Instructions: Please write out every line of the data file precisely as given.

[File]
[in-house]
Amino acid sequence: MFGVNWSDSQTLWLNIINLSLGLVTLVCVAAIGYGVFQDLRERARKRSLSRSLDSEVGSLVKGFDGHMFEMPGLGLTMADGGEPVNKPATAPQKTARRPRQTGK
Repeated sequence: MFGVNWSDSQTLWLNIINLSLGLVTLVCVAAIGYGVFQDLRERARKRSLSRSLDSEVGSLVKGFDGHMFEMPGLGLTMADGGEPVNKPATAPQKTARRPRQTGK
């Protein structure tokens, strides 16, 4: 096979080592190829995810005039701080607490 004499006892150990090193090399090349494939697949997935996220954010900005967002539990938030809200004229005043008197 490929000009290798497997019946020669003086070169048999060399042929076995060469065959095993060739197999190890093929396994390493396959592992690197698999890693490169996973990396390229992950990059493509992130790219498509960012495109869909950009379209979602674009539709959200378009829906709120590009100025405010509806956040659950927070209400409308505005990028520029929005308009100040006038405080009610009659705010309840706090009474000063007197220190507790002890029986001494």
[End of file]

[in-house]
Amino acid sequence: MFGVNWSDSQTLWLNIINLSLGLVTLVCVAAIGYGVFQDLRERARKRSLSRSLDSEVGSLVKGFDGHMFEMPGLGLTMADGGEPVNKPATAPQKTARRPRQTGK
Repeated sequence: MFGVNWSDSQTLWLNIINLSLGLVTLVCVAAIGYGVFQDLRERARKRSLSRSLDSEVGSLVKGFDGHMFEMPGLGLTMADGGEPVNKPATAPQKTARRPRQTGK
């Protein structure tokens, strides 16, 4: 096979080592190829995810005039701080607490 004499006892150990090193090399090349494939697949997935996220954010900005967002539990938030809200004229005043008197 490929000009290798497997019946020669003086070169048999060399042929076995060469065959095993060739197999190890093929396994390493396959592992690197698999890693490169996973990396390229992950990059493509992130790219498509960012495109869909950009379209979602674009539709959200378009829906709120590009100025405010509806956040659950927070209400409308505005990028520029929005308009100040006038405080009610009659705010309840706090009474000063007197220190507790002890029986001494």